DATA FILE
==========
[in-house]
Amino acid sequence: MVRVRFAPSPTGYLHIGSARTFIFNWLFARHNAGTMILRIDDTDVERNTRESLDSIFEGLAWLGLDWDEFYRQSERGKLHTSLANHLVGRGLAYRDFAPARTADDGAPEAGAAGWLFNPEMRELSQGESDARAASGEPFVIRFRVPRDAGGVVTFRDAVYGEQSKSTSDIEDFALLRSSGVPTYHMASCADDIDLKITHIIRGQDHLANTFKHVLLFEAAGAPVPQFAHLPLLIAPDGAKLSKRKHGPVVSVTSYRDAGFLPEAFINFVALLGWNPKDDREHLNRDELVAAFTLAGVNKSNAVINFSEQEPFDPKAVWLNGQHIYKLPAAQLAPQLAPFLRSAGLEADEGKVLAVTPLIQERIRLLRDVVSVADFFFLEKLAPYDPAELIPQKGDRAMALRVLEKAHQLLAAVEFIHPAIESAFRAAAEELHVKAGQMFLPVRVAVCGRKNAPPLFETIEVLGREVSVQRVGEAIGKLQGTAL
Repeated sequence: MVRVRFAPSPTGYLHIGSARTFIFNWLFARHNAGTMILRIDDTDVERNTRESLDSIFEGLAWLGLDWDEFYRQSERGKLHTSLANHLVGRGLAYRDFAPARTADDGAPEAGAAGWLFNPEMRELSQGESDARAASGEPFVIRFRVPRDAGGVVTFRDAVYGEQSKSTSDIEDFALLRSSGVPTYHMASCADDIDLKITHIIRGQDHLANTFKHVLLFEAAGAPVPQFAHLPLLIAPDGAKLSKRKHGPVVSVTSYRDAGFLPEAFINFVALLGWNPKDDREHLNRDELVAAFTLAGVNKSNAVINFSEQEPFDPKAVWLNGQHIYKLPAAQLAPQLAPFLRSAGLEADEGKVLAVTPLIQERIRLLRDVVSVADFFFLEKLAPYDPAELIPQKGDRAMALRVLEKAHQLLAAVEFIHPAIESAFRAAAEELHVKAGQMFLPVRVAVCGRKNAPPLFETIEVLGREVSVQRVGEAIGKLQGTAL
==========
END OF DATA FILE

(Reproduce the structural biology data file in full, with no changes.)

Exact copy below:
[in-house]
Amino acid sequence: MVRVRFAPSPTGYLHIGSARTFIFNWLFARHNAGTMILRIDDTDVERNTRESLDSIFEGLAWLGLDWDEFYRQSERGKLHTSLANHLVGRGLAYRDFAPARTADDGAPEAGAAGWLFNPEMRELSQGESDARAASGEPFVIRFRVPRDAGGVVTFRDAVYGEQSKSTSDIEDFALLRSSGVPTYHMASCADDIDLKITHIIRGQDHLANTFKHVLLFEAAGAPVPQFAHLPLLIAPDGAKLSKRKHGPVVSVTSYRDAGFLPEAFINFVALLGWNPKDDREHLNRDELVAAFTLAGVNKSNAVINFSEQEPFDPKAVWLNGQHIYKLPAAQLAPQLAPFLRSAGLEADEGKVLAVTPLIQERIRLLRDVVSVADFFFLEKLAPYDPAELIPQKGDRAMALRVLEKAHQLLAAVEFIHPAIESAFRAAAEELHVKAGQMFLPVRVAVCGRKNAPPLFETIEVLGREVSVQRVGEAIGKLQGTAL
Repeated sequence: MVRVRFAPSPTGYLHIGSARTFIFNWLFARHNAGTMILRIDDTDVERNTRESLDSIFEGLAWLGLDWDEFYRQSERGKLHTSLANHLVGRGLAYRDFAPARTADDGAPEAGAAGWLFNPEMRELSQGESDARAASGEPFVIRFRVPRDAGGVVTFRDAVYGEQSKSTSDIEDFALLRSSGVPTYHMASCADDIDLKITHIIRGQDHLANTFKHVLLFEAAGAPVPQFAHLPLLIAPDGAKLSKRKHGPVVSVTSYRDAGFLPEAFINFVALLGWNPKDDREHLNRDELVAAFTLAGVNKSNAVINFSEQEPFDPKAVWLNGQHIYKLPAAQLAPQLAPFLRSAGLEADEGKVLAVTPLIQERIRLLRDVVSVADFFFLEKLAPYDPAELIPQKGDRAMALRVLEKAHQLLAAVEFIHPAIESAFRAAAEELHVKAGQMFLPVRVAVCGRKNAPPLFETIEVLGREVSVQRVGEAIGKLQGTAL